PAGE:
et maintenant nous sommes vraiment foutus caduc

Labour recriminations begin as Tories demolish ‘red wall’
Ben Quinn, Esther Addley, Groon, Dec 2019

Corbyn loyalists were already laying the ground to defend his project, as the previously becalmed hostilities of Labour’s civil war started up again. Jon Lansman, the founder of the grassroots campaign group Momentum, asked on ITV:

It’s all very well saying the policies have been rejected, but how do you explain the fact that the poll says in Putney there’s 85% chance of a Labour victory?

Sitting beside him in the ITV studio, the shape of recriminations to come were laid bare by the angry comments of Alan Johnson, a senior minister in the Blair and Brown governments, who said that he wanted to see Momentum “out” of Labour. Describing Corbyn as a “disaster” on the doorsteps, he added:

Everyone knew he couldn’t lead the working class out of a paper bag.

Jonathan Freedland implicitly rolls the defense of Nazi Israel into his Blairite, social-democrat NATO realism:

This is a repudiation of Corbynism
Jonathan Freedland, Groon, Dec 13 2019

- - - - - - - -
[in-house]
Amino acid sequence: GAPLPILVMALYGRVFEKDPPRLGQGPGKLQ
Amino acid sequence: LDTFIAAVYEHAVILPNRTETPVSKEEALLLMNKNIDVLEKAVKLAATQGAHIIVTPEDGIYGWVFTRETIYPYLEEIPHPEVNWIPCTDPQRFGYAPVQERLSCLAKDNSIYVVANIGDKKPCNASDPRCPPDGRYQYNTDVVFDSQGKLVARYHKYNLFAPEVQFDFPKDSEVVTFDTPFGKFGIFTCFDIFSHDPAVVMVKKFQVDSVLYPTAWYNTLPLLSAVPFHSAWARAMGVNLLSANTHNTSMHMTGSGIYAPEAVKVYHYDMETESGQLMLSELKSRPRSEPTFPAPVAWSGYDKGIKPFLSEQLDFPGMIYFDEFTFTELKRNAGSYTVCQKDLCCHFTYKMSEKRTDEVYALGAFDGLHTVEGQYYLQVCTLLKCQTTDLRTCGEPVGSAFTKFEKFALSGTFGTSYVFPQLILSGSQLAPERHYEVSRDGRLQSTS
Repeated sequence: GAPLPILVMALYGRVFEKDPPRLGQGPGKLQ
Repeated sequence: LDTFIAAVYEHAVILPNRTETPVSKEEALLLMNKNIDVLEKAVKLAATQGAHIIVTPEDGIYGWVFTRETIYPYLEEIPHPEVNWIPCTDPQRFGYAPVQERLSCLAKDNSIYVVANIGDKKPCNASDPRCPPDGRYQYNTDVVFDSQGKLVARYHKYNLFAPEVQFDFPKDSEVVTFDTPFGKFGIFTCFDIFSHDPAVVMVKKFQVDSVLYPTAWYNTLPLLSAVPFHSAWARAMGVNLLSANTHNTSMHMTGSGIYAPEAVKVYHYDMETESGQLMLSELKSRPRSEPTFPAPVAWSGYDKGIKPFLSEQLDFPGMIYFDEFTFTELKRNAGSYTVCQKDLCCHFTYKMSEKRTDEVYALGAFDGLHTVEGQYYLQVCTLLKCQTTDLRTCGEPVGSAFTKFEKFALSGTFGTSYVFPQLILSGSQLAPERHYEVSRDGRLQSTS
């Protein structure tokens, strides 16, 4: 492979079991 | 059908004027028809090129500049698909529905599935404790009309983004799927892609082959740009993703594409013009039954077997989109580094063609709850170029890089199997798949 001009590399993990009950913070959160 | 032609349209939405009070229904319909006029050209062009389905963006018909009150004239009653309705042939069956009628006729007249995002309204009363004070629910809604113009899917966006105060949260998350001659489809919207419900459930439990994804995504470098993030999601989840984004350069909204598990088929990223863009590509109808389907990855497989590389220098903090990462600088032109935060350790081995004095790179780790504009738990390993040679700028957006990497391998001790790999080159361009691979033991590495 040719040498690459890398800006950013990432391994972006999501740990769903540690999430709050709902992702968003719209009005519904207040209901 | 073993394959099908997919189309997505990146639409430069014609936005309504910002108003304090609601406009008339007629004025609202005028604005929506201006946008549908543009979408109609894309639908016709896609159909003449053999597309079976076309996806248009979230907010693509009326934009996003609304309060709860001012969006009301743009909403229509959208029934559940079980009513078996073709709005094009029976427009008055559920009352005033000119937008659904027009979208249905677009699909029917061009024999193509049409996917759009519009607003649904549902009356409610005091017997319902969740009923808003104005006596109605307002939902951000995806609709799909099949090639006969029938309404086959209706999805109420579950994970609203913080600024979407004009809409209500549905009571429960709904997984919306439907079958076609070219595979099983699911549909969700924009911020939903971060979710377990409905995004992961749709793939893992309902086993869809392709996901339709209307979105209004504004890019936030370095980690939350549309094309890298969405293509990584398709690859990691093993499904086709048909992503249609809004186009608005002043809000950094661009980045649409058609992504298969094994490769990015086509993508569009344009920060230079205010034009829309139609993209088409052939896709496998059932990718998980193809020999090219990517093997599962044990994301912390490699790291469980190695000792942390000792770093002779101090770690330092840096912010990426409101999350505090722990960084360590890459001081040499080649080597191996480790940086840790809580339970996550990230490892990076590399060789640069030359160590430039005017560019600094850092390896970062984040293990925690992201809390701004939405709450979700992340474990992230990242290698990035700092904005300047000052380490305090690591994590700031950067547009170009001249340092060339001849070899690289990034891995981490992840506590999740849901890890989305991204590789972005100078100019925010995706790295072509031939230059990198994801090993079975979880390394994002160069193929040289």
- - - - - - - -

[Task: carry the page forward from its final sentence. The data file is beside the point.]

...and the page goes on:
We can skip the first stage of grief. A result like this leaves no room for denial. Let’s move instead to the next stage: anger. We can feel a deep and bitter fury at what five more years of Boris Johnson will mean; at what his government, armed with such a mandate, will do. It will allow him to pursue a hard Brexit, to cosy up to Donald Trump and to trample on our democratic norms and judicial restraints. It will risk the union. It will allow him to ignore the poorest and most vulnerable, the children going to school hungry, to abandon the people whose lives and communities have been made thin by a lost decade of austerity and shrunken services, a decade that will now stretch like a prison sentence to 15 years. We can be angry at the Tories for winning this election, but we must feel an equal rage for the people who let them do it. I am speaking of those who led the main party of opposition down a blind alley that ended in Labour’s worst election performance since the 1930s, a performance that broke new records for failure. Look upon the scale of that calamity: to lose seats to a government in power for nine lean years, a government seeking a fourth term that is almost never granted, a cruel government so divided it purged two former chancellors and some of its best-known MPs, led by a documented liar and fraud. A half-functioning opposition party would have wiped the floor with this Tory party. Instead, Labour was crushed by it.